From the Stands: UConn-79, Duke-78

It's never easy to see your season come to an end, but Saturday night's loss to Connecticut in the National Semifinals was a particularly bitter pill for Duke to swallow. Leading by eight with just over three minutes, the Blue Devils could almost smell a shot at a fourth national title. Then the ball and some whistles went the other way and all of a sudden Duke was headed home. <I></I> takes a look at what went right, wrong, and takes an early look ahead.

What Went Right:

Connecticut went for the knock out punch early on, and yet Duke weathered the storm and then came roaring back. Down 15-4 the Blue Devils began to execute on the offensive end – turning an 11-point deficit into a five point lead at 24-19. The 20-4 run was achieved by turning up the intensity on the defensive end and hitting the glass on both ends of the floor.

Simply put, the offense had to get better after starting just 1-of-11 from the floor, Duke managed to hit 11-of-15 before going a bit cold again before half time. The second half saw the offense remain efficient with the guards penetrating and either drawing fouls or dishing to open teammates.

While the officiating will certainly be debated for months, Duke's big guys played very well considering all the foul problems. While Shelden Williams was his usual steady self, Shavlik Randolph put together his best half of basketball at Duke in the first 20 minutes. Randolph scored inside by taking it up strong and was constantly in the fray battling for rebounds. It was a huge step up from the player we saw earlier in the season.

In fact the first 37 minutes of the game were about as well as Duke could have played considering the foul problems inside and the quality of the opponent.

While the shooting percentages were lowered by some cold spells, the Blue Devils did manage to hold on to the ball as well as they had done all season, committing just nine turnovers while forcing 18 from UConn including eight steals.

What Went Wrong:

The harsh reality is that to win a championship you have to execute for the entire 40 minutes to have a chance to be crowned. Twice now Duke was unable to wrap up an otherwise strong performance in a championship setting. Against Maryland it was poor execution on the offensive end and a general lack of defense that ended up with the Terps taking home the ACC title. This time a similar blend allowed the Huskies a shot at the program's second national title in five years.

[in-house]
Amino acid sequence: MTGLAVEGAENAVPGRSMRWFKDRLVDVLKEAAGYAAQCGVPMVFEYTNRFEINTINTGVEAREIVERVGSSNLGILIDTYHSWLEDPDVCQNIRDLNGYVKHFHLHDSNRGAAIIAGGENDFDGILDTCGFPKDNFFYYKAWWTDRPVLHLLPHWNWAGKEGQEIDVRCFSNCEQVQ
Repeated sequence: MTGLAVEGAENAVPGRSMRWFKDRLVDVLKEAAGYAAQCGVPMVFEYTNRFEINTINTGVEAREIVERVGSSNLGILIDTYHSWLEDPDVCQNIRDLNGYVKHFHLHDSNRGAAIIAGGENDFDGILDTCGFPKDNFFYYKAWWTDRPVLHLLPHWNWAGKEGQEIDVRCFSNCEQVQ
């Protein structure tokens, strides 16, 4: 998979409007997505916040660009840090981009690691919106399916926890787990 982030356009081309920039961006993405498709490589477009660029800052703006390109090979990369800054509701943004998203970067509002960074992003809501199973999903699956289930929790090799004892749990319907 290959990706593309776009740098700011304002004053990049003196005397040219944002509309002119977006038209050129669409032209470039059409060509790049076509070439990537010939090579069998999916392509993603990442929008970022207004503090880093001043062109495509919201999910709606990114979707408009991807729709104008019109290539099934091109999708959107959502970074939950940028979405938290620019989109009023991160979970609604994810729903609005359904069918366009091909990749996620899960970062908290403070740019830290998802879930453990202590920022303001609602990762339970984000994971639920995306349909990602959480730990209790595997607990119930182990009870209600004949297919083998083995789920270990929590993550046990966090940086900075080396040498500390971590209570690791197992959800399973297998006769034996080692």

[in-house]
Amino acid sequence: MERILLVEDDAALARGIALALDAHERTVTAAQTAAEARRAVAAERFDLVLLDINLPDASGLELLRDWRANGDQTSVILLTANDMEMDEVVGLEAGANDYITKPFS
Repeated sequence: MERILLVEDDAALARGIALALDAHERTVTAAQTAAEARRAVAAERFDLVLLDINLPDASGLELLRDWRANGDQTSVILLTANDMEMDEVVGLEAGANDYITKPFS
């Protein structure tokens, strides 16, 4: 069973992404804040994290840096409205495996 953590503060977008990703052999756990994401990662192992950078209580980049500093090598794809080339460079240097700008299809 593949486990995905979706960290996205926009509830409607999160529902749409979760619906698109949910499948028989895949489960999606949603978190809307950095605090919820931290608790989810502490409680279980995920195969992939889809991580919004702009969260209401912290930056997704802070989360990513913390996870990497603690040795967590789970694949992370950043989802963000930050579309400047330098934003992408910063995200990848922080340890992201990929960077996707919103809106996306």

Connecticut missed a three pointer and Duke had a chance to rebound, but the Huskies found the loose ball bouncing towards them and quickly kicked it back outside for an open look. Then the lead was all of a sudden down to five. Inexplicably Duke ran down court and instead of utilizing the penetration that had proven to be so effective, proceeded to take a pair of long threes, both of which clanged harmlessly off the iron. UConn would capitalize and eventually take the lead as Okafor began having his way inside after Williams and Randolph were sent to the bench.

The foul problems were probably the difference in the game as far as the Blue Devils are concerned. Sure Okafor was saddled with two fouls early on, but he returned to bang inside as hard as ever and picked up only one more whistle the rest of the way. Meanwhile Duke got 15 fouls from Williams, Randolph, and Nick Horvath, many of which seemed inconsistent with what was or wasn't being called elsewhere.

Still the officials didn't cause Duke to miss four lay-ups in the first half. Nor did they force the Devils into converting a paltry 5-of-11 from the line in the first period, or 14-of-23 for the game. And it wasn't the guys in stripes who hit just 6-of-22 from long range.

Looking at the box score reveals that UConn either got a second wind, or Duke really saw the wheels coming off in the second half. The Huskies out-rebounded Duke 21-13 after halftime; shot 63% from the field; and an uncommon 80% from the line. They also hit 60% of their attempts from the perimeter, though they attempted just five. Once the momentum started, it was going to be hard to pull it out.

Player of the Game:

Luol Deng played extremely well considering he was forced to take on all kinds of responsibility, but his 16 points and 12 rebounds are becoming the norm for him. However, the emergence of Shavlik Randolph towards the end of this tournament has to bring a smile to the face of many a Duke fan. It's been a rough two seasons for the big Raleigh native, but if he can build on these last few weeks (and apologize to whatever referees he's apparently offended) then it looks like he could really emerge as a force for Duke next season. On this night his 13 points and six rebounds are good enough for player of the game honors.

Next Play:

Only place to go now is home. It's hard to imagine a Duke team without Chris Duhon at the helm, but that's the reality now. The graduation of the senior captain leaves Duke with a load of talent, but with a real question mark in the team leader category.

There are also roster question marks surrounding the Devils. While everyone in San Antonio is expected to return, the big decision may reside with Shaun Livingston, who would challenge immediately for the starting slot. The other recruits coming in each bring something to the table – DeMarcus Nelson will be a terrific scoring threat, while David McClure is already drawing comparisons to Chris Carrawell with his versatility and grit.

The new blood and the added year of experience make the off season longer as we all look forward to next year. However as Duke fans we should all take a moment and look back on all this team accomplished this season. A Final Four run is nothing to overlook, especially from a team many left for dead back in November.

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